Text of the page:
If you would like to see more signs and wonders in the church, and among your unbelieving friends, I’d urge you to commit to persevering in prayer until God answers.

 

These notes are adapted from an original version that was first written for Closer to God and are © 2012 Scripture Union and used with permission.

Reading through Acts- Day 35 September 23rd, 2012

Acts 13:44-45- Gathering crowds

‘On the next Sabbath almost the whole city gathered to hear the word of the Lord. When the Jews saw the crowds, they were filled with jealousy and talked abusively against what Paul was saying.’

 Nothing can stop the spread of the gospel as long as there are followers of Jesus willing to persevere through opposition and disappointment.

Read: Acts 13:26-52

Paul sees God working out his plan, even in Israel’s rejection of Jesus (v27). When the Jews then reject Paul’s proclamation of the gospel, he still recognises that God’s in control (v46-48).

Questions to consider/ Things to do:

  • Are you easily discouraged?  What effect does opposition tend to have on you? What can you learn from Paul and Barnabas’ response?

 

Further study / action:

The gospel will always bear fruit, but those willing to respond are often found in the unlikeliest of places. Never give up on anyone, but ask God to lead you to people in whom he’s at work.

‘The harvest is plentiful… Ask the Lord of the harvest, therefore, to send out workers into his harvest field’ (Luke 10:2).

 

These notes are adapted from an original version that was first written for Closer to God and are © 2012 Scripture Union and used with permission.

Reading through Acts- Day 34 September 22nd, 2012

Acts 13:13-25- Introducing people to Jesus

 ‘On the Sabbath they entered the synagogue and sat down. After the reading from the Law and the Prophets, the synagogue rulers sent word to them, saying, “Brothers, if you have a message of encouragement for the people, please speak.”’

When you’ve encountered Jesus for yourself, it’s only natural that you’d want others to come to know him too. So when Paul was given the opportunity to speak, he was only ever going to point people to Jesus. The approach that he takes is explained by the Jewish audience. However, regardless of the context, Jesus remains the chief focus.

Read: Acts 13:13-25

Questions to consider/ Things to do:

  • Read these verses again, noting each reference to God taking the initiative. As you look back on your own life, what evidence can you see of God’s gracious intervention? How does this make you feel about the future?
  • Paul, much like John (v25), was very quick to point to Jesus. Consider how you can do the same in the everyday situations in which you find yourself.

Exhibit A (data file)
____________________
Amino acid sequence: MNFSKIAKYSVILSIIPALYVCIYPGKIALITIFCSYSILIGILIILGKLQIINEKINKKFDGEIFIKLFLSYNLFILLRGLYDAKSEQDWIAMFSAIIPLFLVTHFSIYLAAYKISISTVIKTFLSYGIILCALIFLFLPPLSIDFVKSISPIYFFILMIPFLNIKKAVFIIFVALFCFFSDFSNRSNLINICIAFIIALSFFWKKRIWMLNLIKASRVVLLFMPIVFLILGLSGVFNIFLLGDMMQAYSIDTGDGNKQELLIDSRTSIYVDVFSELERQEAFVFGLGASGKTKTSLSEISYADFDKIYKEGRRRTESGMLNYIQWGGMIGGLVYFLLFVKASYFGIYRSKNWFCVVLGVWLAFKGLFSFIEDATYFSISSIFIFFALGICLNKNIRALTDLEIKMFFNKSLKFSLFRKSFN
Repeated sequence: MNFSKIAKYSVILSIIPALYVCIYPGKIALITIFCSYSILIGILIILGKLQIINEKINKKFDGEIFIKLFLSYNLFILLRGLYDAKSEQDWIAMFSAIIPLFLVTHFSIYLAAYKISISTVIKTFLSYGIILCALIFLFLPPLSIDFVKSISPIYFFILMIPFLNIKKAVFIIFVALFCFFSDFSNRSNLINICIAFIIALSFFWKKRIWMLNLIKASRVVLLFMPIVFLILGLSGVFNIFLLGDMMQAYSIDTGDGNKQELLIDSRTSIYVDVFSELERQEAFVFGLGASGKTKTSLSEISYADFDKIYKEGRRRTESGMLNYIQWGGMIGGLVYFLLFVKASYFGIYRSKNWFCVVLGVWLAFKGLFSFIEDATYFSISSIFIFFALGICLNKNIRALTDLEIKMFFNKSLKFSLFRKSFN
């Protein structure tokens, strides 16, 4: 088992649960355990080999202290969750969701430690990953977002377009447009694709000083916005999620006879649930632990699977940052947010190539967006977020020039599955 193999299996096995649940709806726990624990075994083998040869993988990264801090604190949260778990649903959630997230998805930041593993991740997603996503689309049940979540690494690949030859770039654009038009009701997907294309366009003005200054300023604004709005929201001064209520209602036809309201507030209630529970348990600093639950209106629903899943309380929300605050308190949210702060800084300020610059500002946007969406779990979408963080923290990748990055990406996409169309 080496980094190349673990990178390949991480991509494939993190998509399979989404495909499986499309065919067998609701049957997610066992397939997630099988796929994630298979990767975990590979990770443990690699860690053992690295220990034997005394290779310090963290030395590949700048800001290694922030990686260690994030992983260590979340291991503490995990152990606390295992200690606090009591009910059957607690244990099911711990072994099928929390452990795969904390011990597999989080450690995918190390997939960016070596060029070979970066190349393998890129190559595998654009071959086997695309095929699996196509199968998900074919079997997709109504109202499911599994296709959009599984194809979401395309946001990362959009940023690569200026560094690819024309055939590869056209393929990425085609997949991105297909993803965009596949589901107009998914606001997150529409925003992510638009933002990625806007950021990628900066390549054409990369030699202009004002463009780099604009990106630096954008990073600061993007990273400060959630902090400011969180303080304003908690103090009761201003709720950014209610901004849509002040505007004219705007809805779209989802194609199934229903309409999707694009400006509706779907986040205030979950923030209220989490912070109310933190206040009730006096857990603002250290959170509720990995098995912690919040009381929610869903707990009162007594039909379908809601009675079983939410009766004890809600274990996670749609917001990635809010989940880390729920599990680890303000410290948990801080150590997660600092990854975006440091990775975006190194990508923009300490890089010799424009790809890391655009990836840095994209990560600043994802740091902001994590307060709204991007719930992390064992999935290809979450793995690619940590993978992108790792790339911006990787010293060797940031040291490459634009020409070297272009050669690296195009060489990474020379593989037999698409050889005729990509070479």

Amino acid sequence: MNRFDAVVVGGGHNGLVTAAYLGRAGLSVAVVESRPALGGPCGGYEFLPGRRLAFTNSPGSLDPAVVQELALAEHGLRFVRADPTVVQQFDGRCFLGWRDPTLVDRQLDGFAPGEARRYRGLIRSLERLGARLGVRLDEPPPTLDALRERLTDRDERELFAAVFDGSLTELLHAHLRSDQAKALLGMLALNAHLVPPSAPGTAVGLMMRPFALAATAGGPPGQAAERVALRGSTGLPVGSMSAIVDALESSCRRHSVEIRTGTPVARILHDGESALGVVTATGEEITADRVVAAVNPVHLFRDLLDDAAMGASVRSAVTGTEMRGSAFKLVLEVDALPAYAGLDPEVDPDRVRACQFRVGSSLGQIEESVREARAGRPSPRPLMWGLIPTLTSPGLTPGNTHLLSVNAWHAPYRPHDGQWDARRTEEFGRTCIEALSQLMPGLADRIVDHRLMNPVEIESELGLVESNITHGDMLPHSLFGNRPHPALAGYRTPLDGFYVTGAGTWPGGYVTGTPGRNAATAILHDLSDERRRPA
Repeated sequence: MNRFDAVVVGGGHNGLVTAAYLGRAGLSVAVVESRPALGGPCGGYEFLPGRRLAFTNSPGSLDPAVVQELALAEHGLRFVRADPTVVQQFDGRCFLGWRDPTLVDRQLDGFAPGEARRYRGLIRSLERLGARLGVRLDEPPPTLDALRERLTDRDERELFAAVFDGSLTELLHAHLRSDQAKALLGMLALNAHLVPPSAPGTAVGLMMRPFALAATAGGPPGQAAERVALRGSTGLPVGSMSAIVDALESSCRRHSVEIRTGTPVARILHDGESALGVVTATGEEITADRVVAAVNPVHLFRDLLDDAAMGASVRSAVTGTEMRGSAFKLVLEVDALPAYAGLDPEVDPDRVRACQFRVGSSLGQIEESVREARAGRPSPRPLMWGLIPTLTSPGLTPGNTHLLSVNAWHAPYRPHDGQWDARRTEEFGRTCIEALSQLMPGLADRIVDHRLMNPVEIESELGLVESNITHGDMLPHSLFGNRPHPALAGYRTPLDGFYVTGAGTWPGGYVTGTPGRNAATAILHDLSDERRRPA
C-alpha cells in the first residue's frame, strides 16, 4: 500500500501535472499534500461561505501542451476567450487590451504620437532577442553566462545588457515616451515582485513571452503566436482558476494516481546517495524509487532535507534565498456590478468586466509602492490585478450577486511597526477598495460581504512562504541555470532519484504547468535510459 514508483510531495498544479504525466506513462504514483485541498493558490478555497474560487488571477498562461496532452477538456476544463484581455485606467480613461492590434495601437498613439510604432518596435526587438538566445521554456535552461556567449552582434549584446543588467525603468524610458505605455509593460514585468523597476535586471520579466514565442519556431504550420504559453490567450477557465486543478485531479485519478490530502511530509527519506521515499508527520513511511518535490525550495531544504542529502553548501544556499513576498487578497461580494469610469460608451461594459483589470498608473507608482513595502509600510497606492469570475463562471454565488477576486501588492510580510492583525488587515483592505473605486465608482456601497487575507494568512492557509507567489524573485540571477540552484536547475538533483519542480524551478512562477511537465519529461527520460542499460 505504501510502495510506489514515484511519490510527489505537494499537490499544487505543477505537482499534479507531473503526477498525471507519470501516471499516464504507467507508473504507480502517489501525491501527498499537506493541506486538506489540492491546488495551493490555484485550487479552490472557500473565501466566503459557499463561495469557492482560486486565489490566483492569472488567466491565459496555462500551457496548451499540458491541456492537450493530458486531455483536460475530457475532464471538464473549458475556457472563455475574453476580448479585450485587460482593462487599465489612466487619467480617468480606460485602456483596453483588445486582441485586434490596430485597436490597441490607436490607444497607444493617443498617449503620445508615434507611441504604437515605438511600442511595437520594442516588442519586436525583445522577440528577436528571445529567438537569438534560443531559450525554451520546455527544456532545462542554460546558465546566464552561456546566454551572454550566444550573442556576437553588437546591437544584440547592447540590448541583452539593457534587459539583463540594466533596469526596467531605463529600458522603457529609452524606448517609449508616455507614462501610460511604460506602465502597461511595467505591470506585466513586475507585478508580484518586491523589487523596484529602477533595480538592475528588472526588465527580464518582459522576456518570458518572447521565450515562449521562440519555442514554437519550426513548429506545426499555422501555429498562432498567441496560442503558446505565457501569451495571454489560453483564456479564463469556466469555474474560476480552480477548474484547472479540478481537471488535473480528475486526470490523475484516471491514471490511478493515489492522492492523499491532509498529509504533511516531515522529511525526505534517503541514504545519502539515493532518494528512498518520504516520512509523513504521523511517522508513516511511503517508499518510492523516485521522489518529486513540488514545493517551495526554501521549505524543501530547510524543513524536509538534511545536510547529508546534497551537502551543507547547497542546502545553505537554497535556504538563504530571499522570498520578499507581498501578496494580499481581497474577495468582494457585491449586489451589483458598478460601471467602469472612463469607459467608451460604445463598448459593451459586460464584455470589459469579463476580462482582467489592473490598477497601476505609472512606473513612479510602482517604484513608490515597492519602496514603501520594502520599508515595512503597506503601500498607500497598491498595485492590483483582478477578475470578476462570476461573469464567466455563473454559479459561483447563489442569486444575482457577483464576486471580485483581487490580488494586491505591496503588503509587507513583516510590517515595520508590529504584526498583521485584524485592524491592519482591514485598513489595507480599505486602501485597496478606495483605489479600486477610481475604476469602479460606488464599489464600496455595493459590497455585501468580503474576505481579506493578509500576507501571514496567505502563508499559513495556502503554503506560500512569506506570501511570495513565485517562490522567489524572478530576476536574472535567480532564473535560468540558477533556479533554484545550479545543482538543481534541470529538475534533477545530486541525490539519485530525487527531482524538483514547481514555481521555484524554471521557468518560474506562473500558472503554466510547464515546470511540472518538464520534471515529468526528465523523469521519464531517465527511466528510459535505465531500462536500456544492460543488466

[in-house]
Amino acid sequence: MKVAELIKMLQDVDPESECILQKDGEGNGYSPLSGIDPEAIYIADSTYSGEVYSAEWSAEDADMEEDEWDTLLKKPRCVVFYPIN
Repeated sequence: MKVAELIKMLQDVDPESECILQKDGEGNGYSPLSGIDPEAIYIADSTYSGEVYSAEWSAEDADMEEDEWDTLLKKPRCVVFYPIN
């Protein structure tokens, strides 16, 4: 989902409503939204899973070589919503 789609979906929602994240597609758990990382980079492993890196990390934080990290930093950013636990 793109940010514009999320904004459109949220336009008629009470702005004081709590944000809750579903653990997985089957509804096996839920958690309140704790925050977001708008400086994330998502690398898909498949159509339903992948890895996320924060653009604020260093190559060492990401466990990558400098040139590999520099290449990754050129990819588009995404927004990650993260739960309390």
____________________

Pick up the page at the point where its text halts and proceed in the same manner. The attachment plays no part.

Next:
Further study / action:

Memory Verse: ‘Fix your eyes on Jesus, the author and perfecter of our faith, who for the joy set before him endured the cross, scorning its shame, and sat down at the right hand of the throne of God.’ (Hebrews 12:2)

 

These notes are adapted from an original version that was first written for Closer to God and are © 2012 Scripture Union and used with permission.

Are you who you say you are? September 21st, 2012

Was there a time in your life that you were closer to God than you are today? If you’re like me, your spiritual drift didn’t happen on purpose. Like a small puncture in a tyre, your spiritual passion slowly slipped away. Instead of being a fully devoted follower of Christ, you’ve unintentionally become a full-time mum, or a full-time student, or a full-time career pursuer – and a part-time follower of Christ.

Maybe like so many, you’re a member of a church, but you’re secretly ashamed of your past. Perhaps you’ve heard about the love of God, but you’re still not convinced that God totally loves you. Or though you’re convinced God exists, your prayer life isn’t what it should be. Perhaps like many well-meaning Christians, you know what God wants you to do, but you still do whatever you want. Or you genuinely want to trust God as your provider, but you find it so hard to actually do it. Possibly you believe in heaven and hell, but sharing your faith with others is still way too intimidating for you. Or you may believe in God but don’t see much need for the church.

This Sunday we launch a brand new preaching series, ‘I believe in God, but…’,  in which we’ll address many of these struggles. We’ll take an honest look at the contrast between how we live and what we claim to believe with the aim of closing the gap between our behaviour and beliefs.

by Keywords: